[Mesa-dev] Path to optimize (moving from create/bind/delete paradgim to set only ?)
Mathias.Froehlich at gmx.net
Tue Nov 16 23:43:30 PST 2010
On Tuesday, November 16, 2010 20:21:26 Jerome Glisse wrote:
> So i looked a bit more at what path we should try to optimize in the
> mesa/gallium/pipe infrastructure. Here are some number gathers from
> games :
> drawcall / ps constant vs constant ps sampler vs sampler
> doom3 1.45 1.39 9.24 9.86
> nexuiz 6.27 5.98 6.84
> 7.30 openarena 2805.64 1.38 1.51
Just an other observation:
I was doing some profiling on OpenSceneGraph based applications. One of which
the plain osgviewer with numerous models and one of which flightgear.
Drivers and hardware I have is a FireGL 73???,R520,r300g and a
HD4890,RV770,r600g. Testing is done in the same cpu board.
One comparison is the draw time in osgviewer. The ones that know this
application might remember the profiling graph, where you can see how long and
when cull, draw and, if available gpu rendering happens.
I was in this case looking at the draw times which is just the time starting
from the first state change in a frame to the last draw in a frame *excluding*
the buffer swap/sync/flush and whatever serializes program execution tith the
Comparing these osgviewer draw times with fglrx with my favourite test model
(fixed function) that is kind of representative for usage in flightgear.
r300g, git ~1.6ms
The profiling picture of my head is that r300g still spends significant amount
cpu time in current state attribute handling which is too often looping over
all possible state attributes. BTW: that was much worse before Fancescos last
copy to current patches. r300g also spends much time in the draw path in mesa,
where every draw is looping over all 32 state attributes.
Doing some proof of concept work on these code paths improoved the draw times
to 1.2ms on r300g.
The next cpu hog for r300g is the kernel side of the command stream parser. I
would expect that something that makes use of preevaluated and validated
command stream snippets in the kernel that are held for each of the drivers
state objects and are just used in the executed command stream would help much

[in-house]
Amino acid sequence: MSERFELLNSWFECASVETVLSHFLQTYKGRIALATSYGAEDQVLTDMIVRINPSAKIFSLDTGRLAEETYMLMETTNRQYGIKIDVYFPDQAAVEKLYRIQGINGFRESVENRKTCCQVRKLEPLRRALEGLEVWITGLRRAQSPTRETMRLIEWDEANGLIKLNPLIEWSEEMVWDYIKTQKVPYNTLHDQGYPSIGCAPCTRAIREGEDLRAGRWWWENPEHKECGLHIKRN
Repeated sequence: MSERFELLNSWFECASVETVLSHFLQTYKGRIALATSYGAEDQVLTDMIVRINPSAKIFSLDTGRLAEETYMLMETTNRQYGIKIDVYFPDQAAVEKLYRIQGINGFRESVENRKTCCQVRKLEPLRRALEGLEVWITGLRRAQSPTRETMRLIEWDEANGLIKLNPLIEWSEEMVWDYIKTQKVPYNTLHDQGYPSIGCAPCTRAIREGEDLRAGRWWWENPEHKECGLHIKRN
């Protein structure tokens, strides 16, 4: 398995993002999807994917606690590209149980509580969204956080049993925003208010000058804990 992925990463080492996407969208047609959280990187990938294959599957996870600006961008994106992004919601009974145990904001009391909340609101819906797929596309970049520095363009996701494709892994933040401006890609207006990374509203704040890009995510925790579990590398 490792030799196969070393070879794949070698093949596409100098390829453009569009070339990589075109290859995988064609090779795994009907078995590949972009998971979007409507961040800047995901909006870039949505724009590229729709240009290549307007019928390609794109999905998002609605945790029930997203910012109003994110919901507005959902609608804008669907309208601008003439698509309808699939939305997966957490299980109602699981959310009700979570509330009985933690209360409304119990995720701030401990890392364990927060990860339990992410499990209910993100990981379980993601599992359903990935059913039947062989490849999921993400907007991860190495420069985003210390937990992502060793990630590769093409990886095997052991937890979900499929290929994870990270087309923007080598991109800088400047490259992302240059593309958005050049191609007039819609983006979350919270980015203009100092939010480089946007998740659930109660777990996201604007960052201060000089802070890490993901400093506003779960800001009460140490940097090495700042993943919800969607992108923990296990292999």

here. Something along the lines of recording command stream macros/substreams
that are just jumped into when executing the user level command stream. I
believe that Jerome held some talk about something very similar at this years
Translating that performance numbers from an example application to a more
real world one like flightgear brings a framerate of ~85 frames for fglrx and
~60 with current mesa. With the proof of concept stuff I already saw 65-70 on
Now the picture for r600g:
r600g, git 5-7ms
As you can see fglrx is still about the same. But r600g is far off.
Also with r600g I can see the driver spending about as much time in parsing
and validating in kernel as I can see it spending in the r600g backend code.
I do not remember the flightgear framerates for RV770,fglrx, but I believe they
were comparable to the R520 ones, but with r600g I still see just about 20-30
frames. Fiddling with these proof of concept stuff does not show up in r600g in
a noticable way since this one is just dominated by its own backend cpu
So, I cannot contribute to this discussion which ones of the state objects are
more heavily used, but looking at the above I see that r300g is already at a
stage where it makes highly sense to improove some hot paths in mesas top
layer. The r300 userspace backend code is visible but not high in profiles.
But r600g, using the same mesa/gallium infrastructure above spends much cpu
cycles in its userspace as well as in the parser/validator code.
Which makes me wonder what is the fundamental difference of these two backends
that accounts for this difference?
Just my 2cent
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